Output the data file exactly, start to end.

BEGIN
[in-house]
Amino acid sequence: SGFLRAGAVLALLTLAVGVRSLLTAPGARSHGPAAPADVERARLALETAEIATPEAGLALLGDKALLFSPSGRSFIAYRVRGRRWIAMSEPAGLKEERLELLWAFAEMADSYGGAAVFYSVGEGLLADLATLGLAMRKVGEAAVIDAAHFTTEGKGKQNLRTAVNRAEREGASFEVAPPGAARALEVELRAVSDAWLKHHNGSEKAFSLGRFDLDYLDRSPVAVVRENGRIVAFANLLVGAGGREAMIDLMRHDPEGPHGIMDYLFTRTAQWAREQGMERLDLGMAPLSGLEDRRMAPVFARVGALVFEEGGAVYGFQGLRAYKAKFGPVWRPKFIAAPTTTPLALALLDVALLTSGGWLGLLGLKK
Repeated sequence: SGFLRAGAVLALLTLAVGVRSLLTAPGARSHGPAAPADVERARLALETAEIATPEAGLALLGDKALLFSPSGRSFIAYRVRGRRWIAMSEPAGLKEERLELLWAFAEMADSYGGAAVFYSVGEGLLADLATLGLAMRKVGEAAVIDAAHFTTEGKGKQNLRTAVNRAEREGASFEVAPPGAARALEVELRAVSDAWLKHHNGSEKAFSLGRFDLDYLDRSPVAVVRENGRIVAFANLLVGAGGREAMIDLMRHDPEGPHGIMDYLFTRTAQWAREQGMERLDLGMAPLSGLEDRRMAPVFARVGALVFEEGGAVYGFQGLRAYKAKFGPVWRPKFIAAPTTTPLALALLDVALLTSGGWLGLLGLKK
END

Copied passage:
[in-house]
Amino acid sequence: SGFLRAGAVLALLTLAVGVRSLLTAPGARSHGPAAPADVERARLALETAEIATPEAGLALLGDKALLFSPSGRSFIAYRVRGRRWIAMSEPAGLKEERLELLWAFAEMADSYGGAAVFYSVGEGLLADLATLGLAMRKVGEAAVIDAAHFTTEGKGKQNLRTAVNRAEREGASFEVAPPGAARALEVELRAVSDAWLKHHNGSEKAFSLGRFDLDYLDRSPVAVVRENGRIVAFANLLVGAGGREAMIDLMRHDPEGPHGIMDYLFTRTAQWAREQGMERLDLGMAPLSGLEDRRMAPVFARVGALVFEEGGAVYGFQGLRAYKAKFGPVWRPKFIAAPTTTPLALALLDVALLTSGGWLGLLGLKK
Repeated sequence: SGFLRAGAVLALLTLAVGVRSLLTAPGARSHGPAAPADVERARLALETAEIATPEAGLALLGDKALLFSPSGRSFIAYRVRGRRWIAMSEPAGLKEERLELLWAFAEMADSYGGAAVFYSVGEGLLADLATLGLAMRKVGEAAVIDAAHFTTEGKGKQNLRTAVNRAEREGASFEVAPPGAARALEVELRAVSDAWLKHHNGSEKAFSLGRFDLDYLDRSPVAVVRENGRIVAFANLLVGAGGREAMIDLMRHDPEGPHGIMDYLFTRTAQWAREQGMERLDLGMAPLSGLEDRRMAPVFARVGALVFEEGGAVYGFQGLRAYKAKFGPVWRPKFIAAPTTTPLALALLDVALLTSGGWLGLLGLKK